The economic downturn has delayed sales of assets
Mining giant Rio Tinto has announced non-executive director Jim Leng will not be taking over the chairmanship after he quit the board.
Mr Leng was named Rio's next chairman three weeks ago and he had planned to take over from current chairman Paul Skinner after April's annual meeting.
But Mr Leng resigned after disagreeing with the board about how Rio should tackle its $39bn (£26bn) debt.
It is believed he may also have been against a deal with China's Chinalco.
Mr Skinner will remain chairman until mid-2009 while Rio finds a successor.
The news is a blow for Rio which is trying to reduce its $39bn (£26bn) debt by $10bn this year.
It is thought that Mr Leng objected to a potential deal between Rio and China's largest aluminium producer Chinalco, in which Rio would sell it convertible notes and some assets.
While Mr Leng did not specifically mention Chinalco in his statement, many are convinced this is the reason behind his departure.
One source said Mr Leng objected to the deal with Chinalco on the grounds that it would restrict Rio's long -term strategic options.
Rio has shed a number of jobs and cut production at some mines, and is trying to sell assets to reduce debt but the economic downturn has delayed sales.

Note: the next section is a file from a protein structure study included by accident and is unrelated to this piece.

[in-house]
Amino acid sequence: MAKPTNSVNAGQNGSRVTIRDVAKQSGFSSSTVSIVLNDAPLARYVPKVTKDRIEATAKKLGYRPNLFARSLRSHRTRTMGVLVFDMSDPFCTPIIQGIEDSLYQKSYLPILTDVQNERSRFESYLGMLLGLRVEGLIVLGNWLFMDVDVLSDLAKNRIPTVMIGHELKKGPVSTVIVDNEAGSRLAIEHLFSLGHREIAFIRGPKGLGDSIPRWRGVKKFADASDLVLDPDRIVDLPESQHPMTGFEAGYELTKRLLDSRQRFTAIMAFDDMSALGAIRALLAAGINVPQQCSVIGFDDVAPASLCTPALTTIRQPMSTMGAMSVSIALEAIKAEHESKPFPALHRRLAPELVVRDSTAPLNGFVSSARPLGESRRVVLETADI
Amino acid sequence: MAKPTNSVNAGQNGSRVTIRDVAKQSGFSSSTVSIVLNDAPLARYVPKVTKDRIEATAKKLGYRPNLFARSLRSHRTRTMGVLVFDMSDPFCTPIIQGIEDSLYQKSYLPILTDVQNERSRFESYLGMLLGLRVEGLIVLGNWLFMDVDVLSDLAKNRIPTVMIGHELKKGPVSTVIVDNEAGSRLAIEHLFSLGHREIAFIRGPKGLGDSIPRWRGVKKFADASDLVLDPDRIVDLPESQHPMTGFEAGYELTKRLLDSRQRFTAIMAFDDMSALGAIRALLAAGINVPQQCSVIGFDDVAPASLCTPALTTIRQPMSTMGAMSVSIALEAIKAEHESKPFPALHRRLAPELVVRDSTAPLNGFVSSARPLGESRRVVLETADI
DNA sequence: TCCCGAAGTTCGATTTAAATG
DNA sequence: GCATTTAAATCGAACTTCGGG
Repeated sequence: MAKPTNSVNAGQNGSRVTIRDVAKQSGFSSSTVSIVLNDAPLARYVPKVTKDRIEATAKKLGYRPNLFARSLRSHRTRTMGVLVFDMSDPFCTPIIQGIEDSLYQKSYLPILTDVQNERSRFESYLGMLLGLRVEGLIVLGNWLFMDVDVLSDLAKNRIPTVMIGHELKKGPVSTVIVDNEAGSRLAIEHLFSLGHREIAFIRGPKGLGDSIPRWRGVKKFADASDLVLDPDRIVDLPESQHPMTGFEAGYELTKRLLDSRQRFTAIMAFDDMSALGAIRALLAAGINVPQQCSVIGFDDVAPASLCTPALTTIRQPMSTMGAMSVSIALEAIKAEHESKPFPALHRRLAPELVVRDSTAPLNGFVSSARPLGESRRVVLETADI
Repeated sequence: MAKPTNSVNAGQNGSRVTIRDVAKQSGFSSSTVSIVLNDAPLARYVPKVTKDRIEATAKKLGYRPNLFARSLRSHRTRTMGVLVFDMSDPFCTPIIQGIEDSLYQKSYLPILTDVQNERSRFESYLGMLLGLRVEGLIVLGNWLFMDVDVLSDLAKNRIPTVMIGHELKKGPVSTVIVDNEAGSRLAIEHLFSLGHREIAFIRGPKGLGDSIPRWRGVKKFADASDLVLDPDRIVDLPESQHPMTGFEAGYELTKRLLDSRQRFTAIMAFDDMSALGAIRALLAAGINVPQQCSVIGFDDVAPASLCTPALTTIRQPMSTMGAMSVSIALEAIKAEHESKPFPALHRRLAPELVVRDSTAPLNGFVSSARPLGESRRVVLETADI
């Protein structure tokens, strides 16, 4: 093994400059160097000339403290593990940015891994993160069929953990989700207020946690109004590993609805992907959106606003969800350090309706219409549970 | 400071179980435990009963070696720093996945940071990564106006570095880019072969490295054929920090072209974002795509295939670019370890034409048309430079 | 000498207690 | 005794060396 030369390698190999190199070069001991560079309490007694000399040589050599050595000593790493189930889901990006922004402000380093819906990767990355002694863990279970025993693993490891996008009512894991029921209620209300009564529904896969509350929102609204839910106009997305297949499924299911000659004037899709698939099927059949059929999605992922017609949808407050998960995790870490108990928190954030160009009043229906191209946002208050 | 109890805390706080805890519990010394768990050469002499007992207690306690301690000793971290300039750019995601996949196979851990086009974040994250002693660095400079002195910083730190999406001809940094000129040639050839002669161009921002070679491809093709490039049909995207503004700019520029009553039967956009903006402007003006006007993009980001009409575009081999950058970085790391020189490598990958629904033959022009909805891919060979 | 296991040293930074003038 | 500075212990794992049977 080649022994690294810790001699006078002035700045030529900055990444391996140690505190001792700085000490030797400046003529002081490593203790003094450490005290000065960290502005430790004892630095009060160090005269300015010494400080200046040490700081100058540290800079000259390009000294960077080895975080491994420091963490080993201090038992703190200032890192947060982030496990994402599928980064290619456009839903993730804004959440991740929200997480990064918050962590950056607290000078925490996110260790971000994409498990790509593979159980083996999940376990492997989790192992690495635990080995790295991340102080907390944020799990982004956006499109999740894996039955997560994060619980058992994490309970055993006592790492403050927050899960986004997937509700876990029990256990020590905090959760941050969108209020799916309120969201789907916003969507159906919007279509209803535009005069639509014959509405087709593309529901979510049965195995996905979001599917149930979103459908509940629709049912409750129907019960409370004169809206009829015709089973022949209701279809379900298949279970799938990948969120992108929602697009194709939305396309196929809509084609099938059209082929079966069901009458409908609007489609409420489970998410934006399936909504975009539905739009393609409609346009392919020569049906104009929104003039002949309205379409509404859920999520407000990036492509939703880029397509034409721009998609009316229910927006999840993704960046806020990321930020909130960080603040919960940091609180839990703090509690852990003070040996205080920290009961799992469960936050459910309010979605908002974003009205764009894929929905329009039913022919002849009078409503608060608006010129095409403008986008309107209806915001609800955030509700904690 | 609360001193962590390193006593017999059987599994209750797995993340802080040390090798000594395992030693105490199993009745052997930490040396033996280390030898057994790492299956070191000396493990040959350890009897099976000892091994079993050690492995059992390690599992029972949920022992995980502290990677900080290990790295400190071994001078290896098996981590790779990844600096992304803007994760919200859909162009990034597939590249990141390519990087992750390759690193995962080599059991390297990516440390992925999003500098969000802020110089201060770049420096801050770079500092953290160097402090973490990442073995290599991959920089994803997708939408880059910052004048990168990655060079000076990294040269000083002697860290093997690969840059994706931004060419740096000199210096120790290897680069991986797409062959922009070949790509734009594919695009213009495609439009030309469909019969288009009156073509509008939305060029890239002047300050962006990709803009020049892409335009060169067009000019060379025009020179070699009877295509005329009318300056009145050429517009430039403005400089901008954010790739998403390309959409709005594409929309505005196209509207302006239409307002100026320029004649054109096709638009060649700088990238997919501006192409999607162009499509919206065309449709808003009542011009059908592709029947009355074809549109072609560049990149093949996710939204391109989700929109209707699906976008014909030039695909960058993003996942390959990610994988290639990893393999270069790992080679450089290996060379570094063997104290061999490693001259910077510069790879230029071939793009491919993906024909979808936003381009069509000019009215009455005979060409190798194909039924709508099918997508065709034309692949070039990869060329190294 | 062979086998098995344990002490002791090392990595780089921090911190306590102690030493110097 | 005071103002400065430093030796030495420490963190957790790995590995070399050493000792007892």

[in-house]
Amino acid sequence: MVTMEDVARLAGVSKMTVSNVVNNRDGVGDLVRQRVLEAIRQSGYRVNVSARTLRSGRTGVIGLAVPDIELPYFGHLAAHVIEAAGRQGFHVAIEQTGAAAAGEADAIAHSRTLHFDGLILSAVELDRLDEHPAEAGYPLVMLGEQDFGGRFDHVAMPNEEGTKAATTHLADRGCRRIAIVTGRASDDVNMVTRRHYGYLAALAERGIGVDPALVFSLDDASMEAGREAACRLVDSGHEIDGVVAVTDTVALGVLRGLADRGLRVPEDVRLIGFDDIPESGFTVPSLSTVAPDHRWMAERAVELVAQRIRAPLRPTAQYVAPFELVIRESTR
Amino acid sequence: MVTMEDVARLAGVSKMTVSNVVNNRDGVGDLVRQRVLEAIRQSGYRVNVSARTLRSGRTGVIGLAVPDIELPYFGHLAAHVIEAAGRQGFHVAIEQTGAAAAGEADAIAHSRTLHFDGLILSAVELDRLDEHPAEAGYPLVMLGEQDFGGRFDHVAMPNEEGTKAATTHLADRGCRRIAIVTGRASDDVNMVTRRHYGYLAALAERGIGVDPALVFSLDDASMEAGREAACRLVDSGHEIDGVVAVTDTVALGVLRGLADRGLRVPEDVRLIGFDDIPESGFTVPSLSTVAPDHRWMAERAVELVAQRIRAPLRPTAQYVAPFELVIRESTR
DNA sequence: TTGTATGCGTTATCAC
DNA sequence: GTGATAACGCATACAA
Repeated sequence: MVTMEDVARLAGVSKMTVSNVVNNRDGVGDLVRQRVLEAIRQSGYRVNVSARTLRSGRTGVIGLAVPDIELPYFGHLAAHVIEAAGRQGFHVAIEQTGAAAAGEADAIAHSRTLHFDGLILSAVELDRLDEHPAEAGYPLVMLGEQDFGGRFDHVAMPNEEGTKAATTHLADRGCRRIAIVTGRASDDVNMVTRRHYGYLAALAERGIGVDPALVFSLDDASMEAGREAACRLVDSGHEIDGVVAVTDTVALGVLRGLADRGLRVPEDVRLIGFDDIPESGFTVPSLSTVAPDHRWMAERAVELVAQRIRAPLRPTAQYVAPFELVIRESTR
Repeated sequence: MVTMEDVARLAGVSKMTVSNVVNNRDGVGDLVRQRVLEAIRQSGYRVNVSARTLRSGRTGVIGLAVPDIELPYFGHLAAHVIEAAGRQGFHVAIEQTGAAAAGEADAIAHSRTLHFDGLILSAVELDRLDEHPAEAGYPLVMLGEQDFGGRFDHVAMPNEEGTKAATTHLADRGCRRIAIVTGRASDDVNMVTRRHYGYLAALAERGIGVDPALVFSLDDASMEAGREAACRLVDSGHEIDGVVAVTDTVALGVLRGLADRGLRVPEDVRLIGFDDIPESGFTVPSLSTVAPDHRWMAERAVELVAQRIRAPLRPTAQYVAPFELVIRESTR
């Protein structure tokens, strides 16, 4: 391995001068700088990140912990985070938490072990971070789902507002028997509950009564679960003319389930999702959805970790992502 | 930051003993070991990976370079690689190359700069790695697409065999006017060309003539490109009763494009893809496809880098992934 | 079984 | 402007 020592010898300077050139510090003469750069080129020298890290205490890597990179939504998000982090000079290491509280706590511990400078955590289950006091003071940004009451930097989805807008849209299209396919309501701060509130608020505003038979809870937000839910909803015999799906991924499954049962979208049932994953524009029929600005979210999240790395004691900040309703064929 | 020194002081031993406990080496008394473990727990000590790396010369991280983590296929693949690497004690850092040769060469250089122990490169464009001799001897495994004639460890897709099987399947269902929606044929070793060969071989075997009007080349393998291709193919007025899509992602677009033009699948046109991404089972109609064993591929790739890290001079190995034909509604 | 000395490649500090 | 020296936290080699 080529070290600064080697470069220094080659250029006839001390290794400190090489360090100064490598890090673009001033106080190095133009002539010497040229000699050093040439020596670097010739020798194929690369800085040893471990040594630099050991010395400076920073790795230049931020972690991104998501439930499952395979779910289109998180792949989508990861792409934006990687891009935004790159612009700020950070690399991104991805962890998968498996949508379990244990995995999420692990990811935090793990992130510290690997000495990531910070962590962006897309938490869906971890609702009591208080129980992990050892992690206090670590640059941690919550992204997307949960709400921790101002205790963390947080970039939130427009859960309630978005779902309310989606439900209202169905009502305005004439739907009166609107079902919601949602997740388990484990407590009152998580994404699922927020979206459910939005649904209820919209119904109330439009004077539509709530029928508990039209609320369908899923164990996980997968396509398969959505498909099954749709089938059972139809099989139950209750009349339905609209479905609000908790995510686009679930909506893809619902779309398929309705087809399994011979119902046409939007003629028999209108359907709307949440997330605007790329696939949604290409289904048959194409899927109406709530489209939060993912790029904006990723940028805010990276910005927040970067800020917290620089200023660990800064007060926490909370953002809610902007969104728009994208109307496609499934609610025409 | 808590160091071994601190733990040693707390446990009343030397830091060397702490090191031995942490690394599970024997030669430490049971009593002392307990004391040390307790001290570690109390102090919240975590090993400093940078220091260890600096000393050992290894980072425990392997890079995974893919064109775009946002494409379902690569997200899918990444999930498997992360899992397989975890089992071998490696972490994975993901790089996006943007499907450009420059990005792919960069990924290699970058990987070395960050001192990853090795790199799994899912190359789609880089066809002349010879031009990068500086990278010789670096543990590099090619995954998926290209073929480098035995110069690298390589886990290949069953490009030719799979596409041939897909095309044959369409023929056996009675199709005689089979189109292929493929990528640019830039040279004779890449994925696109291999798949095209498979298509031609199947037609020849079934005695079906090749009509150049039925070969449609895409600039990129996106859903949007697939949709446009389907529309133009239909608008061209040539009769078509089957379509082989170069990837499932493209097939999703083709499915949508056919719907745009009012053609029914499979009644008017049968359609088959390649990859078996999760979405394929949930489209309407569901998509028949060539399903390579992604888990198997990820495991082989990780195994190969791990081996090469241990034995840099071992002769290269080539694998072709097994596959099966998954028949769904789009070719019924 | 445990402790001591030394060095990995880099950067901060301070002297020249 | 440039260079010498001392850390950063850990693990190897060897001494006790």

It has been under additional pressure to address its debt as BHP Billiton's hostile takeover bid was abandoned in November.
But some analysts have said that Mr Skinner's remaining in the chairmanship could smooth the eventual hand over.
"Paul Skinner staying on longer could be a positive as Rio is not yet through its turmoil," said Constellation Capital Management analyst, Peter Chilton
"It's yet to deal fully with its debt, iron-ore negotiations are going on and things have yet to settle down."
Other experts believe Mr Leng's departure means Rio can plough on with the urgent restructuring of its debt.
"If he was against the Chinese deal, then theoretically they'll get consensus on the board and push it through," said Evolution Securities analyst, Charles Kernot.
Mr Leng himself said that his decision to leave would "enable the board to reach a consensual decision" about how to resolve its debt.
On Monday Chinalco vice president Lu Youqing confirmed the two companies were still in talks. There is growing speculation a deal will be sealed by Thursday when Rio will report its annual results.
Chinalco, together with Alcoa, bought a 9% stake in Rio a year ago and is Rio's biggest shareholder.
Rio is also thought to be mulling the sale of a 75% stake in Coal & Allied Industries to Japanese trading group Mitsui.